Photo courtesy of Bodega

Fast Company has a profile out today on how two Google veterans want to make neighborhood convenience stores, or bodegas, a thing of the past.

  • How it works: "Bodega" sets up five-foot-wide "pantry boxes" — filled with non-perishable items and household goods — in places like offices, apartments, and college campuses. Customers unlock the pantry via an app, and cameras then register what's been removed before charging their credit card.
  • The controversy: The founders are calling their automated bodegas a "relevant slice of a store." Meanwhile, critics are bashing them online as glorified vending machines.

Long-term implications: Co-founder Paul McDonald told Fast Company he hopes Bodega will eliminate the need for brick-and-mortar convenience stores. Not only does that concept instill fear in local mom-and-pop shop owners, it could cause problems for those, particularly in low-income areas, who rely on those businesses for daily necessities.

Go deeper

Justice Department sues Google over alleged search monopoly

Illustration: Lazaro Gamio/Axios

The Justice Department and 11 states Tuesday filed an antitrust lawsuit against Google, accusing the company of using anticompetitive tactics to illegally monopolize the online search and search advertising markets.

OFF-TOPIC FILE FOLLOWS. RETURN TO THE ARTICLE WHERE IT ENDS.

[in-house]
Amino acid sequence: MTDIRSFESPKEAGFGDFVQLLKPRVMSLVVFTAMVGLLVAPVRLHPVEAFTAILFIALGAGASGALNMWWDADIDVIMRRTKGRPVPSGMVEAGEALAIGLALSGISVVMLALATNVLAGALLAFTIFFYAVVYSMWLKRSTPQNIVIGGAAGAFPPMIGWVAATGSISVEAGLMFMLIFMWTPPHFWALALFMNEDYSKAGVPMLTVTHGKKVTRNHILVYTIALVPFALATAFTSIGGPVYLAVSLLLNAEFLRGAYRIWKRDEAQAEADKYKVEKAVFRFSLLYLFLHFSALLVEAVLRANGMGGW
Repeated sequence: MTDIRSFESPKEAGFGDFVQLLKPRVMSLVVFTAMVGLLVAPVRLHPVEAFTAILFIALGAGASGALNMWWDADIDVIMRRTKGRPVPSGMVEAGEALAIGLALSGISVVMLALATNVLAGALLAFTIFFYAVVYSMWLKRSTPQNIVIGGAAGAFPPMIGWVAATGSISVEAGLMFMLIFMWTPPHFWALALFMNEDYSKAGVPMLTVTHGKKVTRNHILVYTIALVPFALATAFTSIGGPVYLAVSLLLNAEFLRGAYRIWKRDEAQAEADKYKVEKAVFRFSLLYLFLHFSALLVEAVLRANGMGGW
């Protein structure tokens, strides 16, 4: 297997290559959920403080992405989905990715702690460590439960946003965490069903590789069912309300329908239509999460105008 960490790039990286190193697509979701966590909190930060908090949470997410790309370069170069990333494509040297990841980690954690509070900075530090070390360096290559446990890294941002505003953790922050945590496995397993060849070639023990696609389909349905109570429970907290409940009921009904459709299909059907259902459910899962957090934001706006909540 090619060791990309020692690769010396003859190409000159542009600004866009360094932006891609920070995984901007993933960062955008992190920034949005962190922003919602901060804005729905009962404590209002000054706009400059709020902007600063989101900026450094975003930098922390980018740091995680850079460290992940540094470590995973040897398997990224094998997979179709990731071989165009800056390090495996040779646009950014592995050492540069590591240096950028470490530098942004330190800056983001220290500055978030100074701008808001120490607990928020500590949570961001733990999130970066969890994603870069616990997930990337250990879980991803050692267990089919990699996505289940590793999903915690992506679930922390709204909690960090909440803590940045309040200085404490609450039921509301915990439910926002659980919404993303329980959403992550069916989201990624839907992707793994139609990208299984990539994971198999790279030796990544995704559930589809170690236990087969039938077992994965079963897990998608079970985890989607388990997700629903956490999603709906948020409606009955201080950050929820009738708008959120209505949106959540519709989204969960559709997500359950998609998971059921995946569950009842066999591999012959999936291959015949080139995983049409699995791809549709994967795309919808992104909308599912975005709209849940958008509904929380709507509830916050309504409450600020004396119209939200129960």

Why it matters: The long-awaited suit is Washington's first major blow against the tech giants that many on both the right and left argue have grown too large and powerful. Still, this is just step one in what could be a lengthy and messy court battle.

Updated 2 hours ago - Politics & Policy

Coronavirus dashboard

Illustration: Aïda Amer/Axios

  1. Politics: Americans feel Trump's sickness makes him harder to trustFlorida breaks record for in-person early voting.
  2. Health: The next wave is gaining steam.
  3. Education: Schools haven't become hotspots.
  4. World: Ireland moving back into lockdown — Argentina becomes 5th country to report 5 million infections.

In photos: Florida breaks record for in-person early voting

Voters wait in line at John F. Kennedy Public Library in Hialeah, Florida on Oct. 19. Photo: Eva Marie Uzcategui/AFP via Getty Images

More Floridians cast early ballots for the 2020 election on Monday than in the first day of in-person early voting in 2016, shattering the previous record by over 50,000 votes, Politico reports.

The big picture: Voters have already cast over 31 million ballots in early voting states as of Tuesday, per the U.S. Elections Project database by Michael McDonald, an elections expert at the University of Florida.

Get Axios AM in your inbox

Catch up on coronavirus stories and special reports, curated by Mike Allen everyday

Please enter a valid email.

Subscription failed
Thank you for subscribing!